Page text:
China's economic growth for the second quarter beat expectations, rising 7 percent from a year earlier, spurring some analysts to cry foul and others to say I told you so.
We sifted through the reactions to Wednesday's unexpectedly steady numbers, so you don't have to. Here's what the experts are saying:
Adam Myers, senior market strategist at Credit Agricole, told CNBC he doesn't trust the data.
"You only have to look at commodity prices to see that there's a disconnect with what the official Chinese data is showing and what really the demand in the underlying economy is having for things like raw materials. We've been talking about that for months and still the Chinese data remains relatively solid, but all the underlying anecdotal evidence points to a much deeper slowdown in China. Put on top of that the wealth and credit effects that we've seen through the Chinese stock markets in the last couple weeks, a much larger deterioration appears to be on the cards than the official data would indicate."
Michael Pettis, a professor of finance at Peking University and Wall Street veteran, isn't taking sides on how much to trust the growth data.
"The results have been remarkably precise two quarters in a row, which you wouldn't have guessed from reading the newspaper headlines, but we did see a nominal increase in debt by at least 12.2 percent, so there has been a step up in fiscal activity or quasi-fiscal activity," he told CNBC Wednesday. "There's a lot of concern about the way growth is calculated and about the speed with which it's calculated. But to me these are sort of minor quibbles. I'm much more concerned about the debt numbers, because no matter how you look at it those are growing much too quickly."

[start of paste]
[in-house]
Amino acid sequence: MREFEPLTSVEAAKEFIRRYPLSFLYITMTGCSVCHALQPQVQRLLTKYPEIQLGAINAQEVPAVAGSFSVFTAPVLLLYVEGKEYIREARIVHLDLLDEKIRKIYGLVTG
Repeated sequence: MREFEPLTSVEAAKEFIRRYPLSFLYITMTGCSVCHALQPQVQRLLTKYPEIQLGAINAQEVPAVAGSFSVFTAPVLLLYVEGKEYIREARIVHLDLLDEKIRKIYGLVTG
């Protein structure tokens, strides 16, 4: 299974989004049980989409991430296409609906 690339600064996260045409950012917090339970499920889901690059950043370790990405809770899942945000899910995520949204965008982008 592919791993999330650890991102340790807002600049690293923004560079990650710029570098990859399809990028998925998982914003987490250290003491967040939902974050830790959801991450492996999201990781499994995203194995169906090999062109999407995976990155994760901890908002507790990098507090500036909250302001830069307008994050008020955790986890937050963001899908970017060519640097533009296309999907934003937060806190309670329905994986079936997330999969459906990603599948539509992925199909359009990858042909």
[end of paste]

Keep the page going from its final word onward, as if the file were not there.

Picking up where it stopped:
Ewen Cameron Watt, chief investment strategist at Blackrock Investment Institute, told CNBC he's got his eye on other data.
"If you really want to get the measure of what people think about China, go look at commodity prices, go look at the Aussie dollar, go look at employment in Australia. It's telling me the economy is slowing down," he said. "There's a huge oversupply because of the assumption the fixed investment boom is going to last forever."
Julian Evans-Pritchard, a China economist at Capital Economics, expects the data is overestimating the actual growth, but doesn't think that matters much.
"Actual growth is almost certainly a percentage point or two slower," he said in a note Wednesday. "The trajectory of growth in the official second-quarter figures is probably broadly correct, even if the rate of growth is not."
He'd forecast growth would come in at an above-consensus 7.4 percent, expecting the surging stock market activity would boost brokerage activity, counted as part of the service sector, and because the wider economy has been showing signs of recovery.
Suan Teck Kin, an economist at UOB, took the data at face value , raising his full-year growth forecast to 7.1 percent from 6.8 percent.